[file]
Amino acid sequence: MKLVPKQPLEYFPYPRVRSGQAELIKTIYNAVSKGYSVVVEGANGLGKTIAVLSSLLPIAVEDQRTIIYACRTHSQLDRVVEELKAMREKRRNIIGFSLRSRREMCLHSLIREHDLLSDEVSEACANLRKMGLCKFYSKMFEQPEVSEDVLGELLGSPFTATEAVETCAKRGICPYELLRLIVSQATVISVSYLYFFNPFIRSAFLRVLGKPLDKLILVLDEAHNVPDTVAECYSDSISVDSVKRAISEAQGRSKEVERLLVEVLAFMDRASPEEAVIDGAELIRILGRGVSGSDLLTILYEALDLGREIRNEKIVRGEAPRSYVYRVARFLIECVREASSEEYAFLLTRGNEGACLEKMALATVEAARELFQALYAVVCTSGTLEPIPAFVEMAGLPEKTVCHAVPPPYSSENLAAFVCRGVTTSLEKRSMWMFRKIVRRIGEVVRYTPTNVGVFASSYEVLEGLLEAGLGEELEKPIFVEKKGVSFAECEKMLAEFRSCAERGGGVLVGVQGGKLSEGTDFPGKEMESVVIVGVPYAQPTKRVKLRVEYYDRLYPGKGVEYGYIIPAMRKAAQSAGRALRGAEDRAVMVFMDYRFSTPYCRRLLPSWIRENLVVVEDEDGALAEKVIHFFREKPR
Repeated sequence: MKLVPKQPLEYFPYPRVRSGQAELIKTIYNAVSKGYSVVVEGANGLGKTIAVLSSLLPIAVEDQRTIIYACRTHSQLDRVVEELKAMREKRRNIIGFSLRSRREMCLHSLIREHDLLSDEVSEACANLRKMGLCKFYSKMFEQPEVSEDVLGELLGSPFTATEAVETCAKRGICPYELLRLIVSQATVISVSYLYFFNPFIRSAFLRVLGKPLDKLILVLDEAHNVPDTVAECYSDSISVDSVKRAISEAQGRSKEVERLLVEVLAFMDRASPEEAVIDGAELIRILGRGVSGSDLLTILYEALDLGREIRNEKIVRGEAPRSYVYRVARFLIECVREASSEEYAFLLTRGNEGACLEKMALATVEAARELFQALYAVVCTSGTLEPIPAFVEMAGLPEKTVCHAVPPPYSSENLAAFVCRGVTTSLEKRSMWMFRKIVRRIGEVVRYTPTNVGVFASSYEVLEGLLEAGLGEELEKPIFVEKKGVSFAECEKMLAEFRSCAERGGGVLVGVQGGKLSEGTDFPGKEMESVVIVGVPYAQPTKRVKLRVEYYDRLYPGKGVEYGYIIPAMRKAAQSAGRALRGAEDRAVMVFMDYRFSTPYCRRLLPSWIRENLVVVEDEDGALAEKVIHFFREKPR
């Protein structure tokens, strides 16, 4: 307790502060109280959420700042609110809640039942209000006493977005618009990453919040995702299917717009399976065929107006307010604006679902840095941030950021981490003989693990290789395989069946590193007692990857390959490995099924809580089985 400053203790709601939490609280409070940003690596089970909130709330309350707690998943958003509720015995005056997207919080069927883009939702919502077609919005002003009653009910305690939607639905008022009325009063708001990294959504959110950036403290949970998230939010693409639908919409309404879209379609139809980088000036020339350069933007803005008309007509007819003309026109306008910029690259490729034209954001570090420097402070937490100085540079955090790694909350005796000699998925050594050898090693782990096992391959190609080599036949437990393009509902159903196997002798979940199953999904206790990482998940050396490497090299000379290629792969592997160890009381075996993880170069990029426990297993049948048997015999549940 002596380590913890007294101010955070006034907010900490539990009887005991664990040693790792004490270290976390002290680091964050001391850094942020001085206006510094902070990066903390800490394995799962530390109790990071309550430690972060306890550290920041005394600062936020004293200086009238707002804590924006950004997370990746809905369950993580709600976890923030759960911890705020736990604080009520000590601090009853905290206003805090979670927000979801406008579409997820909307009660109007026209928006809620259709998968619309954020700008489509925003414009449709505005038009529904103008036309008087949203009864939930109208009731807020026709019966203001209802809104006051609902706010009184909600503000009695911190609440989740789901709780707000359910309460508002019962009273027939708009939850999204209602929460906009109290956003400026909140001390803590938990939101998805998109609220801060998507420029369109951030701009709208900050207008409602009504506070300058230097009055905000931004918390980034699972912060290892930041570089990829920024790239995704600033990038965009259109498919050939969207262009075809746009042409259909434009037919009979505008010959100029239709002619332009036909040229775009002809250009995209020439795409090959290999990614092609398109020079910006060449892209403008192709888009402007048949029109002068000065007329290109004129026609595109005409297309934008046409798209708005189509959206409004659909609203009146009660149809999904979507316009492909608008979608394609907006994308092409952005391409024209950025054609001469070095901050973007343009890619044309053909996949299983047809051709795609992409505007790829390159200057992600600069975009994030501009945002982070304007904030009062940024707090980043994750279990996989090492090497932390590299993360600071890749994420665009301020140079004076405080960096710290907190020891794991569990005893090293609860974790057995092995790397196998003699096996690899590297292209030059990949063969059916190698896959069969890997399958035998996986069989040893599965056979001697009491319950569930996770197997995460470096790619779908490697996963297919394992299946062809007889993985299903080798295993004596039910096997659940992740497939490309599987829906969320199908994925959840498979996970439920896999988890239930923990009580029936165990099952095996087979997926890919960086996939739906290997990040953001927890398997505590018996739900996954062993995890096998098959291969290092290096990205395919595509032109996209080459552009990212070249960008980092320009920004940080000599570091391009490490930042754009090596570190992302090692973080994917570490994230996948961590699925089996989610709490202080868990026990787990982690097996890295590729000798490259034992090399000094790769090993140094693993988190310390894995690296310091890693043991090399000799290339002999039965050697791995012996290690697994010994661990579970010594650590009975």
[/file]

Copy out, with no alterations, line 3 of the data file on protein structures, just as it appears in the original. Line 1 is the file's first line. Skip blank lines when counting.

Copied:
């Protein structure tokens, strides 16, 4: 307790502060109280959420700042609110809640039942209000006493977005618009990453919040995702299917717009399976065929107006307010604006679902840095941030950021981490003989693990290789395989069946590193007692990857390959490995099924809580089985 400053203790709601939490609280409070940003690596089970909130709330309350707690998943958003509720015995005056997207919080069927883009939702919502077609919005002003009653009910305690939607639905008022009325009063708001990294959504959110950036403290949970998230939010693409639908919409309404879209379609139809980088000036020339350069933007803005008309007509007819003309026109306008910029690259490729034209954001570090420097402070937490100085540079955090790694909350005796000699998925050594050898090693782990096992391959190609080599036949437990393009509902159903196997002798979940199953999904206790990482998940050396490497090299000379290629792969592997160890009381075996993880170069990029426990297993049948048997015999549940 002596380590913890007294101010955070006034907010900490539990009887005991664990040693790792004490270290976390002290680091964050001391850094942020001085206006510094902070990066903390800490394995799962530390109790990071309550430690972060306890550290920041005394600062936020004293200086009238707002804590924006950004997370990746809905369950993580709600976890923030759960911890705020736990604080009520000590601090009853905290206003805090979670927000979801406008579409997820909307009660109007026209928006809620259709998968619309954020700008489509925003414009449709505005038009529904103008036309008087949203009864939930109208009731807020026709019966203001209802809104006051609902706010009184909600503000009695911190609440989740789901709780707000359910309460508002019962009273027939708009939850999204209602929460906009109290956003400026909140001390803590938990939101998805998109609220801060998507420029369109951030701009709208900050207008409602009504506070300058230097009055905000931004918390980034699972912060290892930041570089990829920024790239995704600033990038965009259109498919050939969207262009075809746009042409259909434009037919009979505008010959100029239709002619332009036909040229775009002809250009995209020439795409090959290999990614092609398109020079910006060449892209403008192709888009402007048949029109002068000065007329290109004129026609595109005409297309934008046409798209708005189509959206409004659909609203009146009660149809999904979507316009492909608008979608394609907006994308092409952005391409024209950025054609001469070095901050973007343009890619044309053909996949299983047809051709795609992409505007790829390159200057992600600069975009994030501009945002982070304007904030009062940024707090980043994750279990996989090492090497932390590299993360600071890749994420665009301020140079004076405080960096710290907190020891794991569990005893090293609860974790057995092995790397196998003699096996690899590297292209030059990949063969059916190698896959069969890997399958035998996986069989040893599965056979001697009491319950569930996770197997995460470096790619779908490697996963297919394992299946062809007889993985299903080798295993004596039910096997659940992740497939490309599987829906969320199908994925959840498979996970439920896999988890239930923990009580029936165990099952095996087979997926890919960086996939739906290997990040953001927890398997505590018996739900996954062993995890096998098959291969290092290096990205395919595509032109996209080459552009990212070249960008980092320009920004940080000599570091391009490490930042754009090596570190992302090692973080994917570490994230996948961590699925089996989610709490202080868990026990787990982690097996890295590729000798490259034992090399000094790769090993140094693993988190310390894995690296310091890693043991090399000799290339002999039965050697791995012996290690697994010994661990579970010594650590009975």